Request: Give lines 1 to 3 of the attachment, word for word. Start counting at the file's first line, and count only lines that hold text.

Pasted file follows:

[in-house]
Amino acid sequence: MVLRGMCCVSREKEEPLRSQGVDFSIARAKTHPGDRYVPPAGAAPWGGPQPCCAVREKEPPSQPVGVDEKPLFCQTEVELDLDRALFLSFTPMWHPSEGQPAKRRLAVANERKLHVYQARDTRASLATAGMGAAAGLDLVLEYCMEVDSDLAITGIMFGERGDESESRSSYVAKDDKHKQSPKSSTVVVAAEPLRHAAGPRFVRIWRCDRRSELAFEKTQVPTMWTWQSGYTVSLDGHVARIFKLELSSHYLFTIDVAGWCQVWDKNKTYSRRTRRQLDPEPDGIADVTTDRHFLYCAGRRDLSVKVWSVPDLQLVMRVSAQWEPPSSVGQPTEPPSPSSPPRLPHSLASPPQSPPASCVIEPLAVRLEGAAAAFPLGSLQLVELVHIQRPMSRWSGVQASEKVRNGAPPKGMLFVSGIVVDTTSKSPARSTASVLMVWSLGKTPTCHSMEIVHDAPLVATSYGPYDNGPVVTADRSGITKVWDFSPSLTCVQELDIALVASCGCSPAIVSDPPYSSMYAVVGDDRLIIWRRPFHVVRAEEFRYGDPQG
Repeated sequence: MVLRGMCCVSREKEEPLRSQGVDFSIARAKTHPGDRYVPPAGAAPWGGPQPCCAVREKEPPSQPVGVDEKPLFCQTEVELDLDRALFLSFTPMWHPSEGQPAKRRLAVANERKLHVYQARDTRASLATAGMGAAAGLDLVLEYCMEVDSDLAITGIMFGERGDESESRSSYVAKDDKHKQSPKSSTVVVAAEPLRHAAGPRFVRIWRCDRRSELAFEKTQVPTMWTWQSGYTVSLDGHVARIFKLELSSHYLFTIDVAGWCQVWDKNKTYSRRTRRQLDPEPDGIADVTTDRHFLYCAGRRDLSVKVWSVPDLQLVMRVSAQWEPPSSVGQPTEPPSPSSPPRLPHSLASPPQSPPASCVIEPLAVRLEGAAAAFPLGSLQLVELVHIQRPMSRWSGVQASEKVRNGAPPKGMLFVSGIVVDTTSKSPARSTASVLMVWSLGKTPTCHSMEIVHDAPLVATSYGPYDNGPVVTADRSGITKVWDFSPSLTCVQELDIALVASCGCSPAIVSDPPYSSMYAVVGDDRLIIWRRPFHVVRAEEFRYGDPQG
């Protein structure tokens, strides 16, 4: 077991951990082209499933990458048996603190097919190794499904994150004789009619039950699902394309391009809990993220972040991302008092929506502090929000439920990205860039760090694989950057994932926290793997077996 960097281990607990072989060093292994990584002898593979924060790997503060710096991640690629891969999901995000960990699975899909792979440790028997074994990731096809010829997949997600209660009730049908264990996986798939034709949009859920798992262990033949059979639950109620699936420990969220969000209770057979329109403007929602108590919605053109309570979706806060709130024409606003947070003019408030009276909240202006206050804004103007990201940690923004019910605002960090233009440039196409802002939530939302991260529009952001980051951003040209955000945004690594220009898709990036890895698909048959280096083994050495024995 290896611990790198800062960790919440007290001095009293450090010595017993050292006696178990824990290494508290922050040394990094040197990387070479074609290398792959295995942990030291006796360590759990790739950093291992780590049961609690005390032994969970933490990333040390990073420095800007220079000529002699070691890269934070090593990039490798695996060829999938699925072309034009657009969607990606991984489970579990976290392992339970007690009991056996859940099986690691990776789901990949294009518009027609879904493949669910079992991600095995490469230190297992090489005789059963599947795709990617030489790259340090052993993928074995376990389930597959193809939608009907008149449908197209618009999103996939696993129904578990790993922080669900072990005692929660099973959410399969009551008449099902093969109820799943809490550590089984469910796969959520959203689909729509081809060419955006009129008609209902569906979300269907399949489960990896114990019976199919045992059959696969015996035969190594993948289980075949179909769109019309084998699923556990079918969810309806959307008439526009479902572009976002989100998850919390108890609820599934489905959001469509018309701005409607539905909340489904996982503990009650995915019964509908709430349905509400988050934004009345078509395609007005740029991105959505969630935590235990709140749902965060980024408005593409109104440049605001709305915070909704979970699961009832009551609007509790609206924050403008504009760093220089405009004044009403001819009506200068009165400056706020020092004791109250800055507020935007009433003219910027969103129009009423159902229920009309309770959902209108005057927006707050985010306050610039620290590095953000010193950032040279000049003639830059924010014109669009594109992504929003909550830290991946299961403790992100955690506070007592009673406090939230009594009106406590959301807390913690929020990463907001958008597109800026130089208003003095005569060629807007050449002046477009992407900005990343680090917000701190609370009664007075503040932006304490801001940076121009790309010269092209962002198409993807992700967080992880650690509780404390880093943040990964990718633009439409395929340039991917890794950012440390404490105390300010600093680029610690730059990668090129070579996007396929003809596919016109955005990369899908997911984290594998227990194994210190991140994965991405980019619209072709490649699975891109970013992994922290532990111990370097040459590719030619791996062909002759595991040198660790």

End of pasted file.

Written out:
[in-house]
Amino acid sequence: MVLRGMCCVSREKEEPLRSQGVDFSIARAKTHPGDRYVPPAGAAPWGGPQPCCAVREKEPPSQPVGVDEKPLFCQTEVELDLDRALFLSFTPMWHPSEGQPAKRRLAVANERKLHVYQARDTRASLATAGMGAAAGLDLVLEYCMEVDSDLAITGIMFGERGDESESRSSYVAKDDKHKQSPKSSTVVVAAEPLRHAAGPRFVRIWRCDRRSELAFEKTQVPTMWTWQSGYTVSLDGHVARIFKLELSSHYLFTIDVAGWCQVWDKNKTYSRRTRRQLDPEPDGIADVTTDRHFLYCAGRRDLSVKVWSVPDLQLVMRVSAQWEPPSSVGQPTEPPSPSSPPRLPHSLASPPQSPPASCVIEPLAVRLEGAAAAFPLGSLQLVELVHIQRPMSRWSGVQASEKVRNGAPPKGMLFVSGIVVDTTSKSPARSTASVLMVWSLGKTPTCHSMEIVHDAPLVATSYGPYDNGPVVTADRSGITKVWDFSPSLTCVQELDIALVASCGCSPAIVSDPPYSSMYAVVGDDRLIIWRRPFHVVRAEEFRYGDPQG
Repeated sequence: MVLRGMCCVSREKEEPLRSQGVDFSIARAKTHPGDRYVPPAGAAPWGGPQPCCAVREKEPPSQPVGVDEKPLFCQTEVELDLDRALFLSFTPMWHPSEGQPAKRRLAVANERKLHVYQARDTRASLATAGMGAAAGLDLVLEYCMEVDSDLAITGIMFGERGDESESRSSYVAKDDKHKQSPKSSTVVVAAEPLRHAAGPRFVRIWRCDRRSELAFEKTQVPTMWTWQSGYTVSLDGHVARIFKLELSSHYLFTIDVAGWCQVWDKNKTYSRRTRRQLDPEPDGIADVTTDRHFLYCAGRRDLSVKVWSVPDLQLVMRVSAQWEPPSSVGQPTEPPSPSSPPRLPHSLASPPQSPPASCVIEPLAVRLEGAAAAFPLGSLQLVELVHIQRPMSRWSGVQASEKVRNGAPPKGMLFVSGIVVDTTSKSPARSTASVLMVWSLGKTPTCHSMEIVHDAPLVATSYGPYDNGPVVTADRSGITKVWDFSPSLTCVQELDIALVASCGCSPAIVSDPPYSSMYAVVGDDRLIIWRRPFHVVRAEEFRYGDPQG